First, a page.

Your mother died when you were six.


BOGAEV: Did you develop ways of coping, as kids do, have imaginary playmates or magic conversations with them?

IZZARD: No, I started performing, I think, because of that. I mean, people do think: "oh, your mother died. Oh that means that's the -- the transvestite link-up thing." But I don't think so 'cause I just knew I was TV before she died.

But, I don't know. I'm still open-minded about that. I think the key thing that happened was that the performing happened. Because I wasn't really -- I remember doing a play, doing a sort of school play. I was six. I was a raven. My mother made me a raven suit. And I'm glad I -- I wasn't very good as a raven. And that's good 'cause, you know, there's not a lot of raven parts around.

And, I wasn't that bothered about doing the show. But then after she died, I remember seeing a play and thinking: "ooh -- ooh, I've gotta do this." And there was sort of applause going on. And I think it's a surrogate affection machine, 'cause my mum was there and she was very affectionate. Then she disappears and then the audience is there. And I have to perform, you know.

It's quite good because you don't just stand there, and they give you affection. You -- you've gotta go out and do your best. And then, you know, if you're interesting, they go: "hey, that's good." And then, it sort of takes off.

BOGAEV: You know, it's really the opposite of unconditional love.

IZZARD: Yes, it's conditional. It's very conditional, depending on the reviews.

BOGAEV: You've acted on stage in London in Mamet plays and other plays. You have a movie coming out with Sean Connery -- the -- a take-off on "The Avengers" -- the old Avengers series. What's your role like?

IZZARD: I have the biggest role in The Avengers. It's really my film and Sean...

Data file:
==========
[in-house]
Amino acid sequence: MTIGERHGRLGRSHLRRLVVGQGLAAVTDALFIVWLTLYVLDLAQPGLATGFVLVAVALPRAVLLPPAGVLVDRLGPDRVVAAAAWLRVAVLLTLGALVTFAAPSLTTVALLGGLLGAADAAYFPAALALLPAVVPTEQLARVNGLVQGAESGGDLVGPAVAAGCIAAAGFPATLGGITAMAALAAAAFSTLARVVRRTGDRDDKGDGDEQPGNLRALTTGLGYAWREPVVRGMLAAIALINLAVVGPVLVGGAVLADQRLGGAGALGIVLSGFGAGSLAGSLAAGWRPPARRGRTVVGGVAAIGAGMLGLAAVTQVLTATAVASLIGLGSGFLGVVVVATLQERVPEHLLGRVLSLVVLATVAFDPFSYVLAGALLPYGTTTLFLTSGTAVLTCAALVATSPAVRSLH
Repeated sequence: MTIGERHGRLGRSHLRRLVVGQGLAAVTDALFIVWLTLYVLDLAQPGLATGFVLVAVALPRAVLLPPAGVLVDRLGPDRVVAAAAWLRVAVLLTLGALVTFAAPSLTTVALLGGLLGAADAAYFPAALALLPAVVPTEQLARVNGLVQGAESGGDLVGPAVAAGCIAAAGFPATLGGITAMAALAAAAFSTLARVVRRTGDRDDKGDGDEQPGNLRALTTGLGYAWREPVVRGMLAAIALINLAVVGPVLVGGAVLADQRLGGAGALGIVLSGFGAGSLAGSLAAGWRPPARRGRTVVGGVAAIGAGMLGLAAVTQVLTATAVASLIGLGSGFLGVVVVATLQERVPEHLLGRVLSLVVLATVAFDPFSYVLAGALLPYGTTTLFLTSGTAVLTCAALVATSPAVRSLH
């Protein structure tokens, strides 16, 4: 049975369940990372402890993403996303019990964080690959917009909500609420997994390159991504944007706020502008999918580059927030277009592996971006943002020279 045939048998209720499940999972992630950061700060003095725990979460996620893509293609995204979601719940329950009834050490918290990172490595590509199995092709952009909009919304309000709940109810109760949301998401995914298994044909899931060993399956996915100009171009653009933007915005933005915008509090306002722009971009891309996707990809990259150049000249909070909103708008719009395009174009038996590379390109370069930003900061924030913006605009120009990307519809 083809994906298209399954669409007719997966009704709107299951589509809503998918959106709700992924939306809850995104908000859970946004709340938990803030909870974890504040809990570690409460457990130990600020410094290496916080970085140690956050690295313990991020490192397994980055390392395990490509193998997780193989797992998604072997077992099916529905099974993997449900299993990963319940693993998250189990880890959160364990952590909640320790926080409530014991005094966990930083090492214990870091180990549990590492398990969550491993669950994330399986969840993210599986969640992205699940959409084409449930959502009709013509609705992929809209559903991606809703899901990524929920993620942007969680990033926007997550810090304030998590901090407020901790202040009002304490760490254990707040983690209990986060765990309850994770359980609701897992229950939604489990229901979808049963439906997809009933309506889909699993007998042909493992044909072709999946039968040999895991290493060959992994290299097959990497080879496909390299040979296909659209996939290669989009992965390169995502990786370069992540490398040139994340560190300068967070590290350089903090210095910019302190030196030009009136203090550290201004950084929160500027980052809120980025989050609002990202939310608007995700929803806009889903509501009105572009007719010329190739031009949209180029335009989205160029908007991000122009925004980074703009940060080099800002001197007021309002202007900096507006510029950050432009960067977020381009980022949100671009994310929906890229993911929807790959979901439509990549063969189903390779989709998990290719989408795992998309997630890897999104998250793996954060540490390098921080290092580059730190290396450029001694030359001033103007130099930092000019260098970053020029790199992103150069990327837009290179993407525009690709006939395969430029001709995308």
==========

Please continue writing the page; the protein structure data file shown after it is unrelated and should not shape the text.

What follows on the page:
BOGAEV: Cameos.

IZZARD: ... well no, it's -- no, I have a small role. I'm a small -- Sean Connery is a bad guy and I'm second bad guy. And I go around hitting people on the head, and I stare at them when I hit them. And I chew gum. And I have a huge fight with Uma Thurman, who's Emma Peel, and wears a lot of very tight rubbery-type clothing, which looks really good on her.

And so yeah -- so it's a -- my role is more supporting and helping them get their lines right and giving them cups of tea and stuff. But it's -- yeah, it's The Avengers, which not everyone knows them in America, but it's a -- was a great British cult kind of quirky, campy-type thing. Camp in a good way; not camp in a -- camp in a sort of sassy, surreal, and dry humor-type way.

BOGAEV: You have a really -- a physical presence, and your face is very expressive. Did you have to tone anything down to act on screen? I'm thinking that exaggerates, of course, every facial expression, especially in closeup.

IZZARD: Yeah, I don't do comedy roles on television, so it's a totally different beast, really. I approach it in a totally different way and I don't -- yeah, I don't pull big old faces. "Hey look, I can do wide-mouth frog impressions."

BOGAEV: You don't want to be cast as a funny -- in a funny role?

IZZARD: Yeah. I don't do comedy roles like that. And I'm not doing transvestite roles 'cause everyone's come to say: "hey, comedy transvestite; here, is a comedy transvestite role. And I'm just going no. I'm just going to play straight roles, that are straight dramatically and just ordinary, orthodox sexuality area.

Later on, I can play a transvestite role, when I find the right one or whatever. But -- and comedy, I don't play comedy 'cause my comedy is -- I was very impressed with Steve Martin. And if -- I just listened to his CD again -- early CDs of standup.